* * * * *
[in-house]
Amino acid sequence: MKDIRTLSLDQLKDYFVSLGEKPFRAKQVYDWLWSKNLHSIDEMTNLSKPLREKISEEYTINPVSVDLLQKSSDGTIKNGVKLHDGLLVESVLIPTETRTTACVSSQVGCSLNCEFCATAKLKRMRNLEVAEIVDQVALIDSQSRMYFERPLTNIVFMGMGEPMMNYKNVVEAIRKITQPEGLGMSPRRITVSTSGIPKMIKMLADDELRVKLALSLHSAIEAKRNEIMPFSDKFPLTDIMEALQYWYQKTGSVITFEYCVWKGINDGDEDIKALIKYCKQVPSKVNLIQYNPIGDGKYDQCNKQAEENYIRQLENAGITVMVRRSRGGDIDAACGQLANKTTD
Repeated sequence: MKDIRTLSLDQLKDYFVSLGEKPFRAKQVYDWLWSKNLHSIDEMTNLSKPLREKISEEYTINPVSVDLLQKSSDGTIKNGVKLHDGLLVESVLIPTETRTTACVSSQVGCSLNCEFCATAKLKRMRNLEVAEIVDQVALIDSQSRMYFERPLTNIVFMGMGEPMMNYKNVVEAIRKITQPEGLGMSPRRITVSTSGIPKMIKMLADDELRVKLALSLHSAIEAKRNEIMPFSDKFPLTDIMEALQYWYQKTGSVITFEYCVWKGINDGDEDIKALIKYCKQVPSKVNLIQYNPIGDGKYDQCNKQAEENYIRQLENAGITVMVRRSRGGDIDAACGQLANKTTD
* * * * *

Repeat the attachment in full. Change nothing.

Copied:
[in-house]
Amino acid sequence: MKDIRTLSLDQLKDYFVSLGEKPFRAKQVYDWLWSKNLHSIDEMTNLSKPLREKISEEYTINPVSVDLLQKSSDGTIKNGVKLHDGLLVESVLIPTETRTTACVSSQVGCSLNCEFCATAKLKRMRNLEVAEIVDQVALIDSQSRMYFERPLTNIVFMGMGEPMMNYKNVVEAIRKITQPEGLGMSPRRITVSTSGIPKMIKMLADDELRVKLALSLHSAIEAKRNEIMPFSDKFPLTDIMEALQYWYQKTGSVITFEYCVWKGINDGDEDIKALIKYCKQVPSKVNLIQYNPIGDGKYDQCNKQAEENYIRQLENAGITVMVRRSRGGDIDAACGQLANKTTD
Repeated sequence: MKDIRTLSLDQLKDYFVSLGEKPFRAKQVYDWLWSKNLHSIDEMTNLSKPLREKISEEYTINPVSVDLLQKSSDGTIKNGVKLHDGLLVESVLIPTETRTTACVSSQVGCSLNCEFCATAKLKRMRNLEVAEIVDQVALIDSQSRMYFERPLTNIVFMGMGEPMMNYKNVVEAIRKITQPEGLGMSPRRITVSTSGIPKMIKMLADDELRVKLALSLHSAIEAKRNEIMPFSDKFPLTDIMEALQYWYQKTGSVITFEYCVWKGINDGDEDIKALIKYCKQVPSKVNLIQYNPIGDGKYDQCNKQAEENYIRQLENAGITVMVRRSRGGDIDAACGQLANKTTD